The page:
In recessions, expenses don’t fall by nearly as much as rents… the tenants are still going to use as much water / sewer as they did during the good times, right? Let’s say expenses decline by 10%, from $60k / year to $54k / year. What happens to your NOI, the money available to service the debt? Well, it falls to $176-54 = $122k.
Recall that at 60% LTV, our annual debt service was $116k. So, even with the 20% decrease in rents, our NOI still exceeds our debt service and we can still pay our loan and even have cashflow (albeit microscopic).
What would have happened if we had borrowed to a 75% LTV? Our debt service on that $2.4MM loan would have been $146k, which would would have serviced with our NOI of $122k… Ooops.
We at Adaptive get paid a lot of money to avoid “oops” moments. So that’s why we wouldn’t ever lever up as high as 75% on a property with maxed-out rents.
One of the problems a beginning money manager has is deciding whether to sell or hold completed projects.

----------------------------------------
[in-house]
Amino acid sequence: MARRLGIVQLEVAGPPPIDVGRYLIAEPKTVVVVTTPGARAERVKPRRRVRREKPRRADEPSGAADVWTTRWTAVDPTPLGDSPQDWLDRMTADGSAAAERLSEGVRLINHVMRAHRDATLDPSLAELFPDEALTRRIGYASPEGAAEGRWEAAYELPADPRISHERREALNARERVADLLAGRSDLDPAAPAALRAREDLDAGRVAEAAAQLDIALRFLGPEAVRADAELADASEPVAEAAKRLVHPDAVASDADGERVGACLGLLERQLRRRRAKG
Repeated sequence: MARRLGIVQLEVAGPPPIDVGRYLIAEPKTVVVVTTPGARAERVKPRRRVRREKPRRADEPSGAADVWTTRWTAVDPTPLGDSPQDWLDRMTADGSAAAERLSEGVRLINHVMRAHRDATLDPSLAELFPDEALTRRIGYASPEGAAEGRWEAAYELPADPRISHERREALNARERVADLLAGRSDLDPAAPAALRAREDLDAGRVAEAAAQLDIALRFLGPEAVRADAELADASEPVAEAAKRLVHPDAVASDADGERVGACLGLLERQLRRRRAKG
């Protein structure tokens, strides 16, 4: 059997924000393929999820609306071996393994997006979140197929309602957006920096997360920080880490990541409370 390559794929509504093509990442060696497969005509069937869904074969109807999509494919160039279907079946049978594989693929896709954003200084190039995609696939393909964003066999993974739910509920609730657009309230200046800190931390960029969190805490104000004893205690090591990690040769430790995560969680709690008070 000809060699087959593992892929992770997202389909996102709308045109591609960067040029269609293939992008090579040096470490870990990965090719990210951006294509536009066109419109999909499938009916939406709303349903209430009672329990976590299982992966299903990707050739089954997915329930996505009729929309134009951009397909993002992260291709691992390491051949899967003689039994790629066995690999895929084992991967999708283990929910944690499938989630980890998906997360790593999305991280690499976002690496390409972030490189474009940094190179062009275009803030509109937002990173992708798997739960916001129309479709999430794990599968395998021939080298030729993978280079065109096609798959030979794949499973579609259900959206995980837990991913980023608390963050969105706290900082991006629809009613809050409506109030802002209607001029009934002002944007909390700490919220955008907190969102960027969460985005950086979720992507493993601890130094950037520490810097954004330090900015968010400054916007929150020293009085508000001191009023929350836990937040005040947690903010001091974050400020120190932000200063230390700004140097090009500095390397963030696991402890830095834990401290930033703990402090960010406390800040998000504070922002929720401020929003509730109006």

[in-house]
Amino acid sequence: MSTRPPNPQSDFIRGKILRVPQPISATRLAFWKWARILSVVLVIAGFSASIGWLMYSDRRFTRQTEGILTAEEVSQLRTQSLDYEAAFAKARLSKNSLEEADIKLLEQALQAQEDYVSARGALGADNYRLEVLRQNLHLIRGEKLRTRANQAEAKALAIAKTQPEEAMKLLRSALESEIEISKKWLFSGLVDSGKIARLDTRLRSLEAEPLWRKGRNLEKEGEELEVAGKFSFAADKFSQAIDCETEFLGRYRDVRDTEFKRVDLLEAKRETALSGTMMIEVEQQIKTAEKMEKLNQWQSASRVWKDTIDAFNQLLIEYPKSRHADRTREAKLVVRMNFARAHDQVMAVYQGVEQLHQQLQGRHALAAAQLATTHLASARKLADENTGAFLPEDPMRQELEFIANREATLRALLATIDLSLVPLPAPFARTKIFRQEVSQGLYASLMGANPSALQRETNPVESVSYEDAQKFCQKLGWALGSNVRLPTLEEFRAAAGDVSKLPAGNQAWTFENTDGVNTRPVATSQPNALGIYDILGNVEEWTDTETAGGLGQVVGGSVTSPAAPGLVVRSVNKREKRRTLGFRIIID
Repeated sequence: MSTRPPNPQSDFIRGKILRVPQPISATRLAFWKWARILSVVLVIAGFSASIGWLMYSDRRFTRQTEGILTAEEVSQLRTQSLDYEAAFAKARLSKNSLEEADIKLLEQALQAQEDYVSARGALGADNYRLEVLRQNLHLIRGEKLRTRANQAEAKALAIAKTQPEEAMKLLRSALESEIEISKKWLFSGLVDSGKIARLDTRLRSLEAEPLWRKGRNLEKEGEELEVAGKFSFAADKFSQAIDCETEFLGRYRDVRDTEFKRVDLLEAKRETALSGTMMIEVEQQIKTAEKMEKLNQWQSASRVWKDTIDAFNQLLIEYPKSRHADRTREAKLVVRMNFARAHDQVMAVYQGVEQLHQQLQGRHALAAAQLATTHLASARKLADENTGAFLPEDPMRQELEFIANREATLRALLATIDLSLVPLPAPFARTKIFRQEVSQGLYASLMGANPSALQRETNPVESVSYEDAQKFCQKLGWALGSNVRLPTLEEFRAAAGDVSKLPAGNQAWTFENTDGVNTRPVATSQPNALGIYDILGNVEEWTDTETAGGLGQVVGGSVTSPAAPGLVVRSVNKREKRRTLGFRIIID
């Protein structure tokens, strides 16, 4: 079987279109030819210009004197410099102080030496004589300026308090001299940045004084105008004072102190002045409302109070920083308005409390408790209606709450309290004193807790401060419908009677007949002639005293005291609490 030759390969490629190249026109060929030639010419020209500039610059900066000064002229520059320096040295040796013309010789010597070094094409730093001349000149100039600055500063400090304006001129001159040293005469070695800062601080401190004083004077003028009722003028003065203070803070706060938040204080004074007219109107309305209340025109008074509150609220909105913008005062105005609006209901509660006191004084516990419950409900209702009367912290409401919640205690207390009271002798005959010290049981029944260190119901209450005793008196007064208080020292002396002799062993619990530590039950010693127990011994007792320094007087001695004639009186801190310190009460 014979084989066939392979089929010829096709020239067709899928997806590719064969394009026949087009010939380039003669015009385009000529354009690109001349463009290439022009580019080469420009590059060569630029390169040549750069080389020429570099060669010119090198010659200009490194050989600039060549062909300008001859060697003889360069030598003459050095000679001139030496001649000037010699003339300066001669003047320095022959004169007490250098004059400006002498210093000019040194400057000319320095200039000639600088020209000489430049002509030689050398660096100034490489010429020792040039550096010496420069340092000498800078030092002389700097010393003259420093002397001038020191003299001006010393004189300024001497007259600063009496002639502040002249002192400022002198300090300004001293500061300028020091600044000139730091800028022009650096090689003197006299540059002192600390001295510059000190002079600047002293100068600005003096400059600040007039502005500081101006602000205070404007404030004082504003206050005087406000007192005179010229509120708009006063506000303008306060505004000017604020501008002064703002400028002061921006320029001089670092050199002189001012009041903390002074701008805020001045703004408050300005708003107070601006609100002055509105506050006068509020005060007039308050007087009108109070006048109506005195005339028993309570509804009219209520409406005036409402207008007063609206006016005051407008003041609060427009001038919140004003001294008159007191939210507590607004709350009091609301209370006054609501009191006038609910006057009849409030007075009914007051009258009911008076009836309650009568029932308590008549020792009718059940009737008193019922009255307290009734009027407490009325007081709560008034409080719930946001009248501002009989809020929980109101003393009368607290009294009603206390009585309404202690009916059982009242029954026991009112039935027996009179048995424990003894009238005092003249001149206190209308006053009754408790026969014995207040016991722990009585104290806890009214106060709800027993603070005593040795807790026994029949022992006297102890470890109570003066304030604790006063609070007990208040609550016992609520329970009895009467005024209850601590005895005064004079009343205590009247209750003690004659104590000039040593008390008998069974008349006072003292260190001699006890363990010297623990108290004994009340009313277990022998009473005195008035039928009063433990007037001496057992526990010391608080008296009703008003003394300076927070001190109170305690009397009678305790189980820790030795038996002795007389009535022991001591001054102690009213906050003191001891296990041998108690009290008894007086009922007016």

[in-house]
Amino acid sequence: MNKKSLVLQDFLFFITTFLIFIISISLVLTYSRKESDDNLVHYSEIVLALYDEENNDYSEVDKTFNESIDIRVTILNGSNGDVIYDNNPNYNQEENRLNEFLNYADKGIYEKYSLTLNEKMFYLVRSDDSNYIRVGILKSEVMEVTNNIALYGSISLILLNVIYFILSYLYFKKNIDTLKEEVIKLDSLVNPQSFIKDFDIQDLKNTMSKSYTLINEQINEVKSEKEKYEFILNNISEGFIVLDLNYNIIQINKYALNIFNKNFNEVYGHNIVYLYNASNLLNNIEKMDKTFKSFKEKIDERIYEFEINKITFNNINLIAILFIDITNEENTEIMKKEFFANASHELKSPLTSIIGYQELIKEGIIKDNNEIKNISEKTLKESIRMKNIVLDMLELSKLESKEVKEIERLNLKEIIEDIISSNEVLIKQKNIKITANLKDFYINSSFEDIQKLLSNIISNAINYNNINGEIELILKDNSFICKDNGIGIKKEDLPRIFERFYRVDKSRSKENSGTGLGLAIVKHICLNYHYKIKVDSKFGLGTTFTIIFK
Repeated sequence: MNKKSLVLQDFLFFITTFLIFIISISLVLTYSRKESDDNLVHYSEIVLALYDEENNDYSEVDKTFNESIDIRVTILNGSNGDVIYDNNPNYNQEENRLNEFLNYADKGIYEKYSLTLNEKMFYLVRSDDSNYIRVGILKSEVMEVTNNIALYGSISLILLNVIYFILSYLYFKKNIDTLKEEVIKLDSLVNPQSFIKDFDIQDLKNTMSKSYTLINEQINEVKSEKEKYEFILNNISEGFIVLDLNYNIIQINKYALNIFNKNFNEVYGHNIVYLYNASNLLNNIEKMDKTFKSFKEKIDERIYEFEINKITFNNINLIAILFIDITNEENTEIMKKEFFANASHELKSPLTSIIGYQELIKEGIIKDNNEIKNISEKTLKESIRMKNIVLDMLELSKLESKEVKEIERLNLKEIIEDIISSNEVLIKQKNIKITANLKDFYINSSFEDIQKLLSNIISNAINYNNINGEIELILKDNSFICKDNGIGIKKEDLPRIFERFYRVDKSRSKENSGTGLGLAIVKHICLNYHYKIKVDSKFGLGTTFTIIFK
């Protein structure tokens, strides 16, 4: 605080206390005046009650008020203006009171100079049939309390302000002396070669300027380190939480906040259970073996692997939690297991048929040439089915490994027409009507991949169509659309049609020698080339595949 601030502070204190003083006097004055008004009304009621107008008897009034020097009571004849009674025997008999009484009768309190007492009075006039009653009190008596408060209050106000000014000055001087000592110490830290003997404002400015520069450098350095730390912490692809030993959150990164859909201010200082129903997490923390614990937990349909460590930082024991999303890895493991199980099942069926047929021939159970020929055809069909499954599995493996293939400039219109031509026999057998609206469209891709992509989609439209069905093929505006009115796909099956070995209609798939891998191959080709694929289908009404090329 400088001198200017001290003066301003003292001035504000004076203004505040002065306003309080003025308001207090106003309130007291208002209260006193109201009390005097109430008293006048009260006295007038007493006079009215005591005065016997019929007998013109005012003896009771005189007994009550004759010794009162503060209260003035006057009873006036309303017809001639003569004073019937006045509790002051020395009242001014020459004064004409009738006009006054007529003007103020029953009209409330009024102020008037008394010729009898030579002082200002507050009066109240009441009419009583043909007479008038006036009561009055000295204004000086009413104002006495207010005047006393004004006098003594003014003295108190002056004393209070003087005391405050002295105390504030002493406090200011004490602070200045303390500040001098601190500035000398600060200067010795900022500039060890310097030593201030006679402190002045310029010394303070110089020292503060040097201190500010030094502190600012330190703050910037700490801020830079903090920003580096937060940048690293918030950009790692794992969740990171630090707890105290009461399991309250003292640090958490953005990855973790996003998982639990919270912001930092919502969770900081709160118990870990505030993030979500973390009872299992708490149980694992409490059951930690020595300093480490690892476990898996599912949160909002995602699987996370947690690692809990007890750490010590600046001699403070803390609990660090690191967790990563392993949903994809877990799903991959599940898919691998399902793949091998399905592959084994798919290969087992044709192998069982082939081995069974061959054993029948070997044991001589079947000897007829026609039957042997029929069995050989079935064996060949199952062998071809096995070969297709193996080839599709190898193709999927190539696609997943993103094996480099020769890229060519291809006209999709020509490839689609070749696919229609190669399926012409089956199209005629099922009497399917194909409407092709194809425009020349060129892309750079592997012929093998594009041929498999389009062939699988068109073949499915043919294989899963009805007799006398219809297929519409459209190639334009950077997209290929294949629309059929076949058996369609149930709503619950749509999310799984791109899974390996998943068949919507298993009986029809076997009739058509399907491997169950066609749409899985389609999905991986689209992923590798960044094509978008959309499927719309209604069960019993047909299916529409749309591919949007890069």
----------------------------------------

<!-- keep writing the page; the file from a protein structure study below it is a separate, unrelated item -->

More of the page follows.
To understand dilemma, you first need to understand what we’re generally left with when a project is completed:
- Fully renovated building with all new plumbing, electric, etc.
- High quality tenants on modern leases with good security deposits
- An un-levered yield on cash invested in the deal of 7-9%
Implicit in the final bullet point above is a bunch of value creation and, therefore, unrealized capital gain.
To understand why, consider a hypothetical deal into which we invested $2MM and which is now generating an 8% unlevered yield… so NOI of $160k.
We’re theoretically in a 5% cap market (though, for maxed-out properties, probably more like 5.5-6%), so that property is potentially worth $3.2MM. Assuming 7% cost of sale, that’s a net value of $3MM and an unrealized gain of $1MM or 50% on the $2MM investment.
The incentives for selling ASAP are clear: Return capital and realize profit.
The above sounds pretty compelling, right? After all, the whole point is to make a lot of money quickly.
But the downside of the above is the requirement of paying taxes.
To keep things simple, assume the manager is entitled to 20% of the gain and the investors the rest. That means the investors are taking $800k of the profits… a 40% ROI.
But the problem is that they are going to pay taxes. In CA, depending on your income, you’re looking at paying 25-30% in taxes. Assuming 25%, the investors are looking at $600k net.